TDF06 Stg 17: The FLOYD IS BACK!
In the 1940s and 1950s, days like this were common. They sure as Hell don’t happen often nowadays, which makes Floyd Landis’s incredible ride today all the more amazing. I can’t remember seeing anything like this…It doesn’t seem possible, but today turned out to be even better than yesterday! Long live the Tour de L’Anarchie!
24 hours ago, a meltdown of gigantic proportions buried Floyd Landis and his Tour de France. Today, the MAN somehow clawed his way out of the cycling grave. The Floyd simply took off, in a way that his old boss Lance Armstrong never did.
Rather than hanging fire until the last climb and hoping to claw 2 or 3 minutes on the final slog up the Joux Plane, Landis took on the mantle of the old greats like Coppi. He exploded away on the first climb of the day, launching a day-long one-man epic.
A big group had got clear earlier featuring the likes of Padrnos (Discovery), O’Grady (CSC) and Sinkewitz (T-Mobile). Behind them, the Phonaks had been setting a strong pace to keep them more or less in check.
Landis was not secretive in his intentions. He sent his team to the front to drill it, then he took over the reins and destroyed all comers and rode off into the sunset.
On the Col des Saisies, Landis zoomed out of the already meagre peloton, and the rescue mission was on. The leaders of the Tour were all on his wheel when he attacked, but he rode each and every one off of his wheel, put his head down and galloped across a SIX-minute gap to the leaders! He roared up on the leaders, hammering it in the big ring. Clutching bidons in his fist – drinking one, then dousing himself with the other – he was raging. He pulled back 3 minutes on the leaders in just 6 kilometres before the summit!
Like yesterday, the sweat was pouring off, but this time it was due to exertion, not suffering. Over the Col des Saisies, he’d opened 3 minutes on the yellow jersey group and he was hurtling down the descent.
Patrice Halgand (Credit Agricole) had left the lead group and was clear alone, but that wasn’t going to last. Landis caught all but the Frenchman at the base of the Col des Aravis, and soared onwards.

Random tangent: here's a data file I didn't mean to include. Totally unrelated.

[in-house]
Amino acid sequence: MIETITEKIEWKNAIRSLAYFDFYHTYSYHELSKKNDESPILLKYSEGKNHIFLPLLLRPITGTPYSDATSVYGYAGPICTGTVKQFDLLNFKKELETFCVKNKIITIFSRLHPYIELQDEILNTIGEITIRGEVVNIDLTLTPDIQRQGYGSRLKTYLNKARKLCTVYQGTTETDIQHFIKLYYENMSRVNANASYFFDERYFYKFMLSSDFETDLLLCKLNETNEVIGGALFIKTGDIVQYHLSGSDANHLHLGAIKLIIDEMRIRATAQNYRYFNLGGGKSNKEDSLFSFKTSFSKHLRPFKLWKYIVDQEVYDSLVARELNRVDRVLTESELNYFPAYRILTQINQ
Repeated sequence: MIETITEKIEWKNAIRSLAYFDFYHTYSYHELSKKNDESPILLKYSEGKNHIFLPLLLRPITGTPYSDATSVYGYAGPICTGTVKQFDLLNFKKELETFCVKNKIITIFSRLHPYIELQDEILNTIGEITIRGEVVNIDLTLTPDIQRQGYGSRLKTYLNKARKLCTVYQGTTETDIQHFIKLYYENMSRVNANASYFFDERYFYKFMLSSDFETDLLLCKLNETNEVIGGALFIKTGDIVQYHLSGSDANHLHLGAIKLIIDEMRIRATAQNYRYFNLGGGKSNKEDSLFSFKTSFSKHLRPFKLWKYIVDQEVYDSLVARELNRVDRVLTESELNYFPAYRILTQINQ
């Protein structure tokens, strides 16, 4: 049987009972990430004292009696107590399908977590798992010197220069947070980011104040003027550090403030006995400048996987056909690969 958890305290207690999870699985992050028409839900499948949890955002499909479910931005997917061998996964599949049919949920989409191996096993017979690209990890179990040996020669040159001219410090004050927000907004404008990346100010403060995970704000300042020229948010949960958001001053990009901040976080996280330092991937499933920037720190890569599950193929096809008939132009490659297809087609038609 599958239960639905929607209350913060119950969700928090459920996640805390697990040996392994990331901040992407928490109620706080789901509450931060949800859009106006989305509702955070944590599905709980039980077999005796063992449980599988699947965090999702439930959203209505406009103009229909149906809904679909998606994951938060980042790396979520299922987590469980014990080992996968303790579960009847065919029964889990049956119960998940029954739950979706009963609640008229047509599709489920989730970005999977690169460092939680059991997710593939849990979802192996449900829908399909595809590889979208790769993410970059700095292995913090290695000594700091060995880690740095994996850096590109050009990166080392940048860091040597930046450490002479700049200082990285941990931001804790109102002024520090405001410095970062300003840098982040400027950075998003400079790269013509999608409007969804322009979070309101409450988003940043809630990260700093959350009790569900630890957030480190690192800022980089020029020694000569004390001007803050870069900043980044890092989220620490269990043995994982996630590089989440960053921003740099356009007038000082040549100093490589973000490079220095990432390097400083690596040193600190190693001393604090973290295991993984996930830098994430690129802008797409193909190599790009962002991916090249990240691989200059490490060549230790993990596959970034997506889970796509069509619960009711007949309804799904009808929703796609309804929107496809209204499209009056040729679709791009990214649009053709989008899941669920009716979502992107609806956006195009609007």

Floyd Landis went through more water than a California farm today. Let that be a reminder to all bike gamers: drink thy water!
Pereiro was more or less sans team-mates, and T-Mobile were working but to no great purpose. Eventually, the Floyd got up to Halgand with Patrick Sinkewitz (T-Mobile) and Lampre’s Righi struggling in his slipstream.
Onto the Col de la Colombiere, and the Phonak chief was riding into the sunset. Sinkewitz was on the limit just staying in touch. Halgand and Righi long gone and the gap still growing to the maillot jaune group. 7 mins 40 seconds to the main group at this point – Evans, Menchov, Kloden and Pereiro now seriously beginning to crap themselves.
Descending with no concern for personal safety, Landis was pushing every limit – the gap out over 8 minutes – and no one could comprehend that he was ‘maillot jaune virtuel’ by now!
At the bottom…it’s 9 minutes!! Sinkewitz is haemorrhaging brain cells trying to hang on. Floyd is hammering, the hysterical commentators are scrambling for the history books. When did anyone last pull off a stunt like this in the Tour?
CSC hit the front and start to work for the Cфte de Chвtillon-sur-Cluses climb, and the gap finally starts to shrink, but the carnage in the field is immense, as the combined forces of Voigt, Zabriskie, Vandevelde, and Gonchar are ripping a mean tempo reminiscent of the run-in to a bunch sprint.
The front duo hit the Joux Plane and Sinkewitz immediately hits the wall – BANG! All in capital letters! Landis doesn’t seem to notice, as he kills it up the climb. T-Mobile get their act together with Gonchar, Kessler and Rogers helping Kloden in the chase.
Andreas Kloeden talked about attacking today, but only Carlos Sastre had the legs to cash in on the checks his mouth wrote.